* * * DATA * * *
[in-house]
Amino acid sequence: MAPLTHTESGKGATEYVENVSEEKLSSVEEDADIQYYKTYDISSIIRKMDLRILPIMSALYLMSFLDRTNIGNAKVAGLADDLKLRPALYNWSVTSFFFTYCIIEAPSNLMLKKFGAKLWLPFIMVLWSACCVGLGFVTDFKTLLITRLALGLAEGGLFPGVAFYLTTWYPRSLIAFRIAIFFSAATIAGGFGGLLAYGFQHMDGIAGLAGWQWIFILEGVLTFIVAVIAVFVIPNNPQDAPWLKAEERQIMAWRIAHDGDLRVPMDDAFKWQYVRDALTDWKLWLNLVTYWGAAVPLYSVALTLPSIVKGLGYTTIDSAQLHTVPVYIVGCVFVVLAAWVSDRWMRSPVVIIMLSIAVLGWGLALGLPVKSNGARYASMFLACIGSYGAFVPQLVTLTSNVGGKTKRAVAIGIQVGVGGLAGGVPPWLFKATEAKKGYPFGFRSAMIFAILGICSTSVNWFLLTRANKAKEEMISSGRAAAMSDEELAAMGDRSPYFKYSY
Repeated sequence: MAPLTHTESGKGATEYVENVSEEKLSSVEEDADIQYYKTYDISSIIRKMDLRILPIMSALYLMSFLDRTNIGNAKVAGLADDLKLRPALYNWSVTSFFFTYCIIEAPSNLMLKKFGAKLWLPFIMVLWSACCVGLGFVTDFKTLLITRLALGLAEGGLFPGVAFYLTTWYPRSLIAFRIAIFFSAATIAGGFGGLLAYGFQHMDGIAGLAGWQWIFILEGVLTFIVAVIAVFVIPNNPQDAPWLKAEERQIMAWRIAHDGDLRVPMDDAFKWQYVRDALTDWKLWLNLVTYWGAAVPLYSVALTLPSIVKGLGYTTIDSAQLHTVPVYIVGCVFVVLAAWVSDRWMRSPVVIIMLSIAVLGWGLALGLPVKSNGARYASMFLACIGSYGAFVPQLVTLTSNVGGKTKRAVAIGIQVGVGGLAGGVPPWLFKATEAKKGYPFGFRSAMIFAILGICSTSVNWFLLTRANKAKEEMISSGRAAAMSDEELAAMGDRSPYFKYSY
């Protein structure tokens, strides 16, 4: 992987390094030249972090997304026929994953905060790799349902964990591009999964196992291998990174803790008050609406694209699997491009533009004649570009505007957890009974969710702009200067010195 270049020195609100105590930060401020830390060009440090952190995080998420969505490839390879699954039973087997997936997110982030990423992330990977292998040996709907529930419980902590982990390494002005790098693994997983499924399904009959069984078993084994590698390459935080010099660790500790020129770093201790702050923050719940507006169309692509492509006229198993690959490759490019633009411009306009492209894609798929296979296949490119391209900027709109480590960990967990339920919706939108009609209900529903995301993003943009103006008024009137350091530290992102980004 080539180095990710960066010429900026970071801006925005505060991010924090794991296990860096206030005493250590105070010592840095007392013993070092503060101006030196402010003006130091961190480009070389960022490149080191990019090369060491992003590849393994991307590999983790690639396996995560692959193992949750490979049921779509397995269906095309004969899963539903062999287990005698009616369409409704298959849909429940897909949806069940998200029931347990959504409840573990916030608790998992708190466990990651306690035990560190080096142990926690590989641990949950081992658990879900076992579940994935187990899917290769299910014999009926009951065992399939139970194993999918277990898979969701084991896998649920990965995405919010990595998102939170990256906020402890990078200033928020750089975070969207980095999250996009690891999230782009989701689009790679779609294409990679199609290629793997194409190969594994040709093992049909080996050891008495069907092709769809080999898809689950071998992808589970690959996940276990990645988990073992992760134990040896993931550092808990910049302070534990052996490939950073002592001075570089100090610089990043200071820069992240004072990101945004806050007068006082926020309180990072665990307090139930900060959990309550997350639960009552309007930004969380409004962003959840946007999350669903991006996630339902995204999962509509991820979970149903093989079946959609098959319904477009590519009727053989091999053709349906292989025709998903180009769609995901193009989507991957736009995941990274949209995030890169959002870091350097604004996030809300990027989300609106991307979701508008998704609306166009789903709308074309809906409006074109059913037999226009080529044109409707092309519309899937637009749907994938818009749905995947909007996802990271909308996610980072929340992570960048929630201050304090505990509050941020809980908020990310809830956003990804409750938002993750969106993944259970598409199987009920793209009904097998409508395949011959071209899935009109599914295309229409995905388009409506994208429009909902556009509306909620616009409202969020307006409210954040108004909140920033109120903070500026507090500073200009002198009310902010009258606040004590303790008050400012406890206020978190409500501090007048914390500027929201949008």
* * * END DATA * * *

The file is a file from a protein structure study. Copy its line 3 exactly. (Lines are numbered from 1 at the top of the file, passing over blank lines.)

Repeated sequence: MAPLTHTESGKGATEYVENVSEEKLSSVEEDADIQYYKTYDISSIIRKMDLRILPIMSALYLMSFLDRTNIGNAKVAGLADDLKLRPALYNWSVTSFFFTYCIIEAPSNLMLKKFGAKLWLPFIMVLWSACCVGLGFVTDFKTLLITRLALGLAEGGLFPGVAFYLTTWYPRSLIAFRIAIFFSAATIAGGFGGLLAYGFQHMDGIAGLAGWQWIFILEGVLTFIVAVIAVFVIPNNPQDAPWLKAEERQIMAWRIAHDGDLRVPMDDAFKWQYVRDALTDWKLWLNLVTYWGAAVPLYSVALTLPSIVKGLGYTTIDSAQLHTVPVYIVGCVFVVLAAWVSDRWMRSPVVIIMLSIAVLGWGLALGLPVKSNGARYASMFLACIGSYGAFVPQLVTLTSNVGGKTKRAVAIGIQVGVGGLAGGVPPWLFKATEAKKGYPFGFRSAMIFAILGICSTSVNWFLLTRANKAKEEMISSGRAAAMSDEELAAMGDRSPYFKYSY